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Trimming the tree on a white Christmas

The Jacksons from the Dec. 17 issue of the Manitoba Co-operator

I’m dreaming of a white Christmas, just like the ones I used to know…” Bing Crosby’s wistful yearning drifted across the room from the iPod dock on the fireplace mantel.

A fire crackled merrily below, the smell of pine and birch filling the room with the rustic smell of imagined cottages and campfires, mixing deliciously with the aroma of the freshly baked Christmas cookies that still sat on the counter in the adjoining kitchen.

Multi-coloured lights twinkled on the tree that stood in the corner near… but not too near… the fireplace. Outside, through the window snowflakes could be seen drifting softly down to the ground in the still night air, sparkling like diamonds in the bright light of the moon.

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cartoon image of a family seated at a table
cartoon image of a family seated at a table
cartoon image of a family seated at a table

Rose Jackson stood back and gave the Christmas tree a critical once-over. Perfect. No dark areas, and no areas too crowded with lights. Santa couldn’t have done it better, she thought to herself. Mrs. Santa maybe, but who would know? No information in Christmas lore about the Santas’ tree-decorating abilities, although one would assume those abilities might be considerable. But hardly a match for Mrs. Jackson’s.

Rose picked up the tattered cardboard box that had been home to the Jacksons’ special ornaments for more years than she could accurately remember, and set it down beside the tree.

Reaching down she removed the strips of masking tape that held the top flaps of the box together and opened them up to reveal the treasures inside. Just the way she had left them, but that’s what one would expect, unless the little red and black nutcracker ornament had come to life at some point and reorganized the contents of the box from inside. An unlikely scenario unless life itself had turned into a fairy tale or a ballet.

Reaching into the box, Rose removed the tree topper first, the glass star with its rays spreading upwards and outwards to the sky. She laid the star carefully on the chair next to the fireplace. Christmas never passed without someone remarking about the improbability of that star, in its crystal fragility, having survived another year and yet here it was, ready to lend its light to another season. Best to let Andrew and his six feet of height deal with that one.

Rose returned to the box. Peeking out from under the cushioning layer of tissue that had protected the star were the three most special ornaments. She picked up the first one, Randy’s. Crafted beautifully out of a solid piece of dark walnut, the ornament was a delicately carved reindeer figure standing next to a sleigh filled to overflowing with boxes and packages of every shape and size.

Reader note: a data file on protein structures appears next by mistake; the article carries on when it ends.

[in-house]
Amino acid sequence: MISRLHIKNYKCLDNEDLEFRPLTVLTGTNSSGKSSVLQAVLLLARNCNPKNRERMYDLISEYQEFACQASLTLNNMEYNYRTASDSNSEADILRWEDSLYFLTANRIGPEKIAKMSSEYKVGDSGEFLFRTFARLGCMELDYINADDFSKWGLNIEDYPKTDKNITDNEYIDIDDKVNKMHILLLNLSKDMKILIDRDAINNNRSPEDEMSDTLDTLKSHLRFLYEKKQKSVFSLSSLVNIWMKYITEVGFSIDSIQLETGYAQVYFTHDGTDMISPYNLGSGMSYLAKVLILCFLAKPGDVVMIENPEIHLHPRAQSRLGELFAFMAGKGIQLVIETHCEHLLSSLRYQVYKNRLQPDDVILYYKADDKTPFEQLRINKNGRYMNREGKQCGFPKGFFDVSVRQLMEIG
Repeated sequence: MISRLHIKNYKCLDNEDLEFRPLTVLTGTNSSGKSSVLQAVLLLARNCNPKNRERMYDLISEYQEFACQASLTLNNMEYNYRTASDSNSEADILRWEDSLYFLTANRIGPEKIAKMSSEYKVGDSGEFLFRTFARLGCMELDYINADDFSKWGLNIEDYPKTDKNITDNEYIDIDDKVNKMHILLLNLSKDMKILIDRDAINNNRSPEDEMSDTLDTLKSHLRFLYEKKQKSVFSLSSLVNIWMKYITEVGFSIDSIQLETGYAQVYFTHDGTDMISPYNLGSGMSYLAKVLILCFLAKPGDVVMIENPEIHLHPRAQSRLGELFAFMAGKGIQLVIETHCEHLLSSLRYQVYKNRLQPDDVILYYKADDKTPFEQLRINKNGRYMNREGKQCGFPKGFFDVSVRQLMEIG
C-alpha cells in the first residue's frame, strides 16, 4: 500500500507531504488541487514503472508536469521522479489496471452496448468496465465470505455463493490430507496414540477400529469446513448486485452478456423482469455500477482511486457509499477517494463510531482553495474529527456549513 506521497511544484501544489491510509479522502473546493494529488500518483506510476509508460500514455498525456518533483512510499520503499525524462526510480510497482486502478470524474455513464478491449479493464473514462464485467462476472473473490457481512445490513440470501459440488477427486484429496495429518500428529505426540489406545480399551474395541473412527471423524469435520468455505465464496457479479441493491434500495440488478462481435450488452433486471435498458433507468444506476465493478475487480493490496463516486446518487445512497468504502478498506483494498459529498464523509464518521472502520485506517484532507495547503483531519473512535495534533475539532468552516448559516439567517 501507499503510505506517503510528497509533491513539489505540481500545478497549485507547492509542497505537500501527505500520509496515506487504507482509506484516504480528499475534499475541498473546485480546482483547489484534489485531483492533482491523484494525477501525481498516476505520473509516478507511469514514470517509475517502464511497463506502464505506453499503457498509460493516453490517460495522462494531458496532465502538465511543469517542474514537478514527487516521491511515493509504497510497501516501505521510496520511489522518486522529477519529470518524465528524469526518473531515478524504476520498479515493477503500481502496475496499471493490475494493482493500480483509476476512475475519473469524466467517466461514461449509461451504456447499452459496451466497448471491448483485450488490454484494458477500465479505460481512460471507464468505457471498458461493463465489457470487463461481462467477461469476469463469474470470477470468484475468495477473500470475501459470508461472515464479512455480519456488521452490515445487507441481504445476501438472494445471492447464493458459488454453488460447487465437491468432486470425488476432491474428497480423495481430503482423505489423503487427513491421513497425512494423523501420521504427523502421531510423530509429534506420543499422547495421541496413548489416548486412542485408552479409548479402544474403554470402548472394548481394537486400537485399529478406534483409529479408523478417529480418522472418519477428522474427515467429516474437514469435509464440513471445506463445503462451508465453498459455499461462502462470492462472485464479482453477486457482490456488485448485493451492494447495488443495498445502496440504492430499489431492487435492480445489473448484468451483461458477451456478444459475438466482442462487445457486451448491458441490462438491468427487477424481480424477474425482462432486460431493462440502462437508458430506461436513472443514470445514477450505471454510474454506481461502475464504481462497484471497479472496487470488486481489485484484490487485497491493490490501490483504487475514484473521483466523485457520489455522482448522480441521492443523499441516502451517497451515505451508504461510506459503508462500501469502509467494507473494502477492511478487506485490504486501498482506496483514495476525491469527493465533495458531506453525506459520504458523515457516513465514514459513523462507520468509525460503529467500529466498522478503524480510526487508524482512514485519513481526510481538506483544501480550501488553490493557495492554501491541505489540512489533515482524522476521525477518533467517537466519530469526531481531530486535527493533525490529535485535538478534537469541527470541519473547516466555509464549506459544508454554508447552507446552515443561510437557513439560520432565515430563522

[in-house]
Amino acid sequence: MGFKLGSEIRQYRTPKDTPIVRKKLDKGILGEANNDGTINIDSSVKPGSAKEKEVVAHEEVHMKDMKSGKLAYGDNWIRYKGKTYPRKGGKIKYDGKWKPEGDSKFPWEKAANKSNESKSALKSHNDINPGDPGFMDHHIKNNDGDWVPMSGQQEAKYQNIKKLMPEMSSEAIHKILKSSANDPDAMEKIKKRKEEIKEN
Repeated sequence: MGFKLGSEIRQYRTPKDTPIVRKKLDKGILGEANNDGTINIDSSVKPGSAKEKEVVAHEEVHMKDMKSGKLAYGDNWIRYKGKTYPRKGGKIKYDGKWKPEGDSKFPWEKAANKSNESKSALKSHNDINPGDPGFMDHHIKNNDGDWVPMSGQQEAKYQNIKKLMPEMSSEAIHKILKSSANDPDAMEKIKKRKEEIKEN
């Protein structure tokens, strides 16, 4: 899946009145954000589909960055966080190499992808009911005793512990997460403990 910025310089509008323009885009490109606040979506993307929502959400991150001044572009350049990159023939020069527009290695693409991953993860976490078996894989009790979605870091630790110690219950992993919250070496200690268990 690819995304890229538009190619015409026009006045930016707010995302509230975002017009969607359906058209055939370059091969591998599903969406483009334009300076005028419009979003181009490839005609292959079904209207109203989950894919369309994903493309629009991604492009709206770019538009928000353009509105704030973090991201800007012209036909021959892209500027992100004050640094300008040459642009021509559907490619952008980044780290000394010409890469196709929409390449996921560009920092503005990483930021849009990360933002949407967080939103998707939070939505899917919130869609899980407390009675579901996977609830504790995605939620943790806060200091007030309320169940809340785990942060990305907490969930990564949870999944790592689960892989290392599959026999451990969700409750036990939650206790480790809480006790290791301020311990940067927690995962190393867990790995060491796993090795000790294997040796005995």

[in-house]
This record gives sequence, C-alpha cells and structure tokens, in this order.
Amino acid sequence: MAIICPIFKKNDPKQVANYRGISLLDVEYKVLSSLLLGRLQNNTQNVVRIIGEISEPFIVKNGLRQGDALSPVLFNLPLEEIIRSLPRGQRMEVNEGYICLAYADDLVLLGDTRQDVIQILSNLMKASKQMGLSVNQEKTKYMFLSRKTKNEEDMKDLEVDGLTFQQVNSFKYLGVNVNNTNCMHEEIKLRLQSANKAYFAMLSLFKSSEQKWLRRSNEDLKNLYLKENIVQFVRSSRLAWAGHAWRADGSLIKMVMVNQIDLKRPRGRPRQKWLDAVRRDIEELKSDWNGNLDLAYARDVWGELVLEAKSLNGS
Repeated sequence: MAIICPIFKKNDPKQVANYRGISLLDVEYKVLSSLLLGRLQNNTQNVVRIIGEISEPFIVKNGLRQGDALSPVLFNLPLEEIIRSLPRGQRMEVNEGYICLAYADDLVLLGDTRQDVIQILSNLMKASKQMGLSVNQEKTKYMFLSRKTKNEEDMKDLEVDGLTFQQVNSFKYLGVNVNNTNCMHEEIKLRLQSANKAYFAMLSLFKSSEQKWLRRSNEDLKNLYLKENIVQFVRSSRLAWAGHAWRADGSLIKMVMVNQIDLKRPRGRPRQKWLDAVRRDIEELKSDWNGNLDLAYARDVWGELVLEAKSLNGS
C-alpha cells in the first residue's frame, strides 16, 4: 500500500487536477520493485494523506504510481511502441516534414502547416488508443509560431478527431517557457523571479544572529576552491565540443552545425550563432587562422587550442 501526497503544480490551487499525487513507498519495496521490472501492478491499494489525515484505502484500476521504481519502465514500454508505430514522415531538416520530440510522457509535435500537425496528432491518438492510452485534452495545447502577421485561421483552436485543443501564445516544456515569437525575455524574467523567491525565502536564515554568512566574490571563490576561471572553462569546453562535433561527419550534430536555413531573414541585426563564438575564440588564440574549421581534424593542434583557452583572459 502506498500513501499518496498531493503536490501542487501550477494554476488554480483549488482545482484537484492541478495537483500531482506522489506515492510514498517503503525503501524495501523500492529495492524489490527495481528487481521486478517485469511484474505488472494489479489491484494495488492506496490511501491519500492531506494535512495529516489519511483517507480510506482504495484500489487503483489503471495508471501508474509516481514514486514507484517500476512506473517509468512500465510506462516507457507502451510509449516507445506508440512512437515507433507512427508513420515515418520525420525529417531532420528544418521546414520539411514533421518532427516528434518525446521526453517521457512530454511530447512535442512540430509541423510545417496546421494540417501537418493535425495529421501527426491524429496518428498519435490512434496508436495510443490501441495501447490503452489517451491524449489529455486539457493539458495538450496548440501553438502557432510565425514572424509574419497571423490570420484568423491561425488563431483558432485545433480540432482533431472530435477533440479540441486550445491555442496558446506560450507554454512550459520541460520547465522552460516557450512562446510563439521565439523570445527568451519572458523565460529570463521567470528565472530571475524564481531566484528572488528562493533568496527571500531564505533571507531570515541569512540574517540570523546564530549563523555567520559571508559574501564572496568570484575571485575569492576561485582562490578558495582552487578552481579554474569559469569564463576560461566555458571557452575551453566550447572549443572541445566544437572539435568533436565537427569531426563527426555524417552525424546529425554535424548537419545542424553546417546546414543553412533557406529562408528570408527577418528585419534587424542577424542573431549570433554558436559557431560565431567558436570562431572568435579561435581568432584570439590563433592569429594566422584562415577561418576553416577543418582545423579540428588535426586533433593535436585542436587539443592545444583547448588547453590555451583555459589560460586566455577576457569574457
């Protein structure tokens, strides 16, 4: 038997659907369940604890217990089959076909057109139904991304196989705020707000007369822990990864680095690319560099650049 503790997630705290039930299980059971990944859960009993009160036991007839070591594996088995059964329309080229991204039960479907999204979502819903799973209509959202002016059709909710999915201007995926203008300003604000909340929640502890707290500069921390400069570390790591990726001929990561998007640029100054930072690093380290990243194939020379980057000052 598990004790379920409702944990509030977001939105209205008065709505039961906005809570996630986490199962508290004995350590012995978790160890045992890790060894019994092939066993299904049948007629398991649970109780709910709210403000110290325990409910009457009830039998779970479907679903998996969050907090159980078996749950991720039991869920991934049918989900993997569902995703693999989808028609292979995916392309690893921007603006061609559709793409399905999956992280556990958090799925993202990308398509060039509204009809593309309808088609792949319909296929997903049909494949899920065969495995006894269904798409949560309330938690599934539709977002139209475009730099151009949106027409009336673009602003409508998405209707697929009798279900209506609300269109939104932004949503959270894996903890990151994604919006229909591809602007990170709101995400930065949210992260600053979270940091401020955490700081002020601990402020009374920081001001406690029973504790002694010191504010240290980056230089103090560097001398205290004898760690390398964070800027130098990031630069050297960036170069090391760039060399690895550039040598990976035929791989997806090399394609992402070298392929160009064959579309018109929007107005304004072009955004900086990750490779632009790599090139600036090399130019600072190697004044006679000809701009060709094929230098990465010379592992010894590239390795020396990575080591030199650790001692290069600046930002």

For all the delicacy of the carving the reindeer stood with an air of confidence and strength that was in no way diminished by the bright red ruby of its nose. Just like my Randy, she thought, except for the nose. The strong one. She hung the ornament near the top of the tree and returned to the box.

A shiny red locomotive lay next to the empty space where the reindeer had been. Brady’s little train. The metal locomotive, carefully painted with the finest golden accents and the logo of the Northern Rail Company, was a work of art in itself, but it was the engineer who really caught one’s eye.

Not content to ride inside, the laughing black bear, wearing a white Hudson’s Bay coat and a fur hat, straddled the coal bin at the rear of the locomotive, leaning merrily forward, a long red and black scarf streaming behind him in the wind. Rose picked the ornament up gently and looked at it in silence for a moment. So like Brady she thought. Always having a good time and all the better if there was a little risk involved. She hung the ornament not far from Randy’s, and turned back to the box to pick up the last of the three, Jennifer’s.

She cradled it in her hands, enjoying the exquisite smoothness of the ceramic figure. A little girl, her lovely painted eyes wide with delight, lay on a sled that raced downhill at what appeared to be breakneck speed. The little girl’s blonde locks escaped from under her wool hat, in just the way Jennifer’s did when she was that age. It seems like such a long time ago, thought Rose, and the lights on the tree blurred suddenly.

“Are you crying, darling?” Andrew spoke from behind her. She hadn’t noticed him come in.

Rose reached up to hang the third ornament and she felt his arms envelope her as she did so. She leaned back against him and let her head rest on his shoulders. “Only because I’m happy,” she said.

Andrew said nothing, and that was perfect. There was nothing she wanted him to say.

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